For awhile, I accepted this contradiction. Why should I care? The same question rang back again. “Why should I care? What’s in it for me?” Asking what’s in it for me, destroying my position again. I cared what was in it for me, by choosing apathy. What’s in it for me; the simplistic notion that I didn’t have to care for making choices? Who cares that I just cared about not caring? Not this guy; I don’t care.
Finally, I gave up one day. I asked three people the merits and beliefs of Christianity. Below, I will outline the answers they gave me.

My friend Charlie had once asked me if I believed Jesus lived and I said, in a historically based sense, yes He did. Charlie then went through the basic doctrines of Christianity, telling me of how Jesus was the Son of Man and of God, but he couldn’t really explain it very well. And how when Jesus made his sacrifice on the cross, he somehow appeased his Father God, but he couldn’t really explain it well. To me, it seemed like he knew all the answers, but he couldn’t explain them well enough for me. It was almost like he was talking down to me. Finally, I asked him, “And do you believe that Jesus will return for his Christians at the end of days?” Charlie looked at me and smiled sort of manically. He simply replied, “I have returned. Will you accept me?” Yes… Charlie did imply that he was the second coming of Jesus. Yes, Charlie has been institutionalized since then.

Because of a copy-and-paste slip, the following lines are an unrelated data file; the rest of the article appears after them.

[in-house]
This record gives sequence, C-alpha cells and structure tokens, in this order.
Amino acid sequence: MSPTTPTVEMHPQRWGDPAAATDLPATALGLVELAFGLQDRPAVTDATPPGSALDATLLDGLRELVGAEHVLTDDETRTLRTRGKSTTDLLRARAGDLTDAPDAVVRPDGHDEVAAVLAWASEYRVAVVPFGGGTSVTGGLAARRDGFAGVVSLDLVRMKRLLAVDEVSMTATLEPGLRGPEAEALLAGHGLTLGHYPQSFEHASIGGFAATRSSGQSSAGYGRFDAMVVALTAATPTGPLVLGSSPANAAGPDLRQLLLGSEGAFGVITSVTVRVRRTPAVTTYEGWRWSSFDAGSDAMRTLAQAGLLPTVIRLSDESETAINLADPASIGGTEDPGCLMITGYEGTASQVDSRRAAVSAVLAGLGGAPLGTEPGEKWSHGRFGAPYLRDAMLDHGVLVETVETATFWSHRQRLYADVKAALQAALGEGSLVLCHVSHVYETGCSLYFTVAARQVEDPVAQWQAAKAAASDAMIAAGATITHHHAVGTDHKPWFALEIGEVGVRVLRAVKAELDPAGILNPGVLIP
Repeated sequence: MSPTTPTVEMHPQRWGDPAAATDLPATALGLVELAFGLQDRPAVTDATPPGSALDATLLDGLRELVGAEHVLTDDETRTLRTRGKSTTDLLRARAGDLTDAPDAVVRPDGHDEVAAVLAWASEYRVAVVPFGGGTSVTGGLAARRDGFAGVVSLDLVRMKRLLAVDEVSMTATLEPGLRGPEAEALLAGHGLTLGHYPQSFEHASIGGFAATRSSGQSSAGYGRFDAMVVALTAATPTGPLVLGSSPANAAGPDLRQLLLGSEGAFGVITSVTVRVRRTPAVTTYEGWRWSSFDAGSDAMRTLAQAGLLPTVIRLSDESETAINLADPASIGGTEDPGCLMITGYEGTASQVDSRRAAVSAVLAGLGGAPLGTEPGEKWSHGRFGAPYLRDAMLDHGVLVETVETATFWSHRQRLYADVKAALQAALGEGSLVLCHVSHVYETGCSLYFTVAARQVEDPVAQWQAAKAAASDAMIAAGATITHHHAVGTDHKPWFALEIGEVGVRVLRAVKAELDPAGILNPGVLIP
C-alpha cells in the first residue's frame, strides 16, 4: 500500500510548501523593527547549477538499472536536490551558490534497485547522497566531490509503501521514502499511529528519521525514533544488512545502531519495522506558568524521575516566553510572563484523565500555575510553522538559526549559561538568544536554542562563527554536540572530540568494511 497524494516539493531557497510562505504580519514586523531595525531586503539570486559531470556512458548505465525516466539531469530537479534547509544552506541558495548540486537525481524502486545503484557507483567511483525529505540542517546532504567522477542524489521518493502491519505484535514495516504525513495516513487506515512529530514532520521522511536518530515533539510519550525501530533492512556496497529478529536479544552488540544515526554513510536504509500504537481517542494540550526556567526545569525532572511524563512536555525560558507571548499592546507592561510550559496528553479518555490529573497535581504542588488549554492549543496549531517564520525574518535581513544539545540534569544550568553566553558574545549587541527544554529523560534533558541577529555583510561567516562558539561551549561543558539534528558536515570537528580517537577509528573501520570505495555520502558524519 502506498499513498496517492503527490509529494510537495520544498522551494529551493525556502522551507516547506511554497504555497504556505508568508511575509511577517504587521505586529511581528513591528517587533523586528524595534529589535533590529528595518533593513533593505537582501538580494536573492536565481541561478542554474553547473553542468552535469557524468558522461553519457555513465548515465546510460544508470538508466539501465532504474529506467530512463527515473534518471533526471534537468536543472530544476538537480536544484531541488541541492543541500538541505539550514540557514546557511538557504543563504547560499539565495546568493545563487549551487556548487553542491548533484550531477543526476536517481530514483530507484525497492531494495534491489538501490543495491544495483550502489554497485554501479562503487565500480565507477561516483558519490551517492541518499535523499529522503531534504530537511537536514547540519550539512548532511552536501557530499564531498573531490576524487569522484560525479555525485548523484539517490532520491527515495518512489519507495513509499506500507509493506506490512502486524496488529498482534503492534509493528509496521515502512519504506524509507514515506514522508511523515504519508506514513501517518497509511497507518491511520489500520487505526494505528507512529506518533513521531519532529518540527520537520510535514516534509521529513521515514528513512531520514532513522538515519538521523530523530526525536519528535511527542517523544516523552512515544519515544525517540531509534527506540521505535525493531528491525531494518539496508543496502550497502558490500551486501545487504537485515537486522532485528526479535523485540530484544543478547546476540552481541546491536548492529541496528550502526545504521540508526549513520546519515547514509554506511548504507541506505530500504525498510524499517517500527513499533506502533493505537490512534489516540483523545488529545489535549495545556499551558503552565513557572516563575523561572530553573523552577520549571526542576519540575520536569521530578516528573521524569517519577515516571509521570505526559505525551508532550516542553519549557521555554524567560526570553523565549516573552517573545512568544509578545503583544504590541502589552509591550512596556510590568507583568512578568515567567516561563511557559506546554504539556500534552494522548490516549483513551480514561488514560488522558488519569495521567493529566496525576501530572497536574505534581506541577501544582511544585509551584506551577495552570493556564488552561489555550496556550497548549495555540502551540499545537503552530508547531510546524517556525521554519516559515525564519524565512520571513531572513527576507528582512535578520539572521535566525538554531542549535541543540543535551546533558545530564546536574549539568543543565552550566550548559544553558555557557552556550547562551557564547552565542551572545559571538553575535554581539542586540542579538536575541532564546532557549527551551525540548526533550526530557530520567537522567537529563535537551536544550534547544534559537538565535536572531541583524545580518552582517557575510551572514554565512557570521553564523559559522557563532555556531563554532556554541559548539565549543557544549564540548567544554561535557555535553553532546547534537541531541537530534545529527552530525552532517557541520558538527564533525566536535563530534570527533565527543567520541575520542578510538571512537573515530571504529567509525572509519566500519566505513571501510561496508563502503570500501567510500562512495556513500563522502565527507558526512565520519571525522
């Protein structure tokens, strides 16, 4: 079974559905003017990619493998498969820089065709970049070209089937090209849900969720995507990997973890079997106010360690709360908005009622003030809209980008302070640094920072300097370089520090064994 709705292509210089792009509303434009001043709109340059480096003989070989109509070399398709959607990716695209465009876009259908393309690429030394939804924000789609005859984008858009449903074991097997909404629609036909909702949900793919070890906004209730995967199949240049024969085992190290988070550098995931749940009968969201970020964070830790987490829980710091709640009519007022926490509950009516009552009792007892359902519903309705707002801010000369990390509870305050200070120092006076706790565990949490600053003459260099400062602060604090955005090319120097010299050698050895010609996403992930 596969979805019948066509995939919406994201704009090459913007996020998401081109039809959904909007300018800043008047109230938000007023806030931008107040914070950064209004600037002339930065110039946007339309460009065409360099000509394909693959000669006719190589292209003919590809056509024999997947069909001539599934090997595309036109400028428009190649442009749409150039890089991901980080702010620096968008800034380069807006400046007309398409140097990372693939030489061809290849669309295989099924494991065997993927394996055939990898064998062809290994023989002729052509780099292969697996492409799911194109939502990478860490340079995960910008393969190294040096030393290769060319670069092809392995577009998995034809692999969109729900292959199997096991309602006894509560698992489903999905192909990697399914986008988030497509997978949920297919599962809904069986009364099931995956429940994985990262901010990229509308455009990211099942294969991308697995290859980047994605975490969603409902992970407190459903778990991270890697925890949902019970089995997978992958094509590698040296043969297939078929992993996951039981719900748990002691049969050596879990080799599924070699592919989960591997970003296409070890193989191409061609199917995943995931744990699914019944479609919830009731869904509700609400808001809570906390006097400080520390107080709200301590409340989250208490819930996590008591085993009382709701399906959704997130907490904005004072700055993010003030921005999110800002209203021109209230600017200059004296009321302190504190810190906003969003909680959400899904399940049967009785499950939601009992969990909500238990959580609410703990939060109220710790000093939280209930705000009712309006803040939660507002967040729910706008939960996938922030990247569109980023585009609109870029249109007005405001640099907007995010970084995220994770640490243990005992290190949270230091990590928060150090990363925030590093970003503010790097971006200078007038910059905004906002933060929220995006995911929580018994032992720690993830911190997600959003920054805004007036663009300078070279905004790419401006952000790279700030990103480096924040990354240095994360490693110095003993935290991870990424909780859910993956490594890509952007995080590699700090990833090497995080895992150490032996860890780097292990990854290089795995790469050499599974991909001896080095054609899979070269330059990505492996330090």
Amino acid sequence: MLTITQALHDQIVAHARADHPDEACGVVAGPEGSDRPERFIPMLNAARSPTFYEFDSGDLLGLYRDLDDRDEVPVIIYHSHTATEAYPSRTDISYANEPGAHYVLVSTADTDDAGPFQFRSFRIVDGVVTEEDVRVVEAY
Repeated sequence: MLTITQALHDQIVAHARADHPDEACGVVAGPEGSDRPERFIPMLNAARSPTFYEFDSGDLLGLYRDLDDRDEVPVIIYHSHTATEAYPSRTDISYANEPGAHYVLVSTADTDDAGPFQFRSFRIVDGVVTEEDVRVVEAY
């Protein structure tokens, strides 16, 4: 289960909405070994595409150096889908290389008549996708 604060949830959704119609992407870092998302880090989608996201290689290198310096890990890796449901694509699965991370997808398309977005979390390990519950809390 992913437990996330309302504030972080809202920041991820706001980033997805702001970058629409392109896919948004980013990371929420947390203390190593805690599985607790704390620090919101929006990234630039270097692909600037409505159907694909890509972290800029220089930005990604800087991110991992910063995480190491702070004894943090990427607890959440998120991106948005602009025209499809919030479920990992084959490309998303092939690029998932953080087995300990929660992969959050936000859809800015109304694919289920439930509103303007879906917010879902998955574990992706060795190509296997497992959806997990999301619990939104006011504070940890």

And so I went to Christian number two, another friend of mine –who I hope is not insane- Damien. Damien had grown up in church, and unlike Charlie, he could explain simple doctrine that a decent layman could explain. He was well spoken and quick witted and leveled with me so that I didn’t feel overwhelmed. “Although I’ve never been apathetic towards God,” he said, “I can kind of see where you’re coming from.” Damien then kind of went over the same doctrines Charlie did, only in a less insane way, and asked if I had any questions. Taken by his explanation, I simply asked, “So how do I get into heaven?” Damien looked at me straight in the eyes and said, “That has been taken care of for you. When Jesus paid the price of your sin, you were invited into heaven. All you need is faith in Him; that is all you need.” What Damien had said by not saying, is that I did not have to be a decent human, so long as I believe in God. And so I questioned him on this point, to which he replied, “Belief in the cross is enough. Don’t worry so much about sinning. God will forgive you, man. Don’t worry.” I left him then to ask friend number three.

My friend Angela used to be an apathetic person like myself. Then she chose atheism. However, she soon saw contradictions in both views and became a Christian. The first thing I asked her was, “How do I get into Heaven?” I repeated this question to her, because I got the feeling Damien wasn’t telling the whole truth to me; like he was lying or, at least, telling an untruth. The difference is simple. Lies are intentional and untruths are told out of ignorance. Angela told me the same jive Damien had said and then I asked her if I only needed faith alone, sola fide. She smiled sweetly and replied to me this: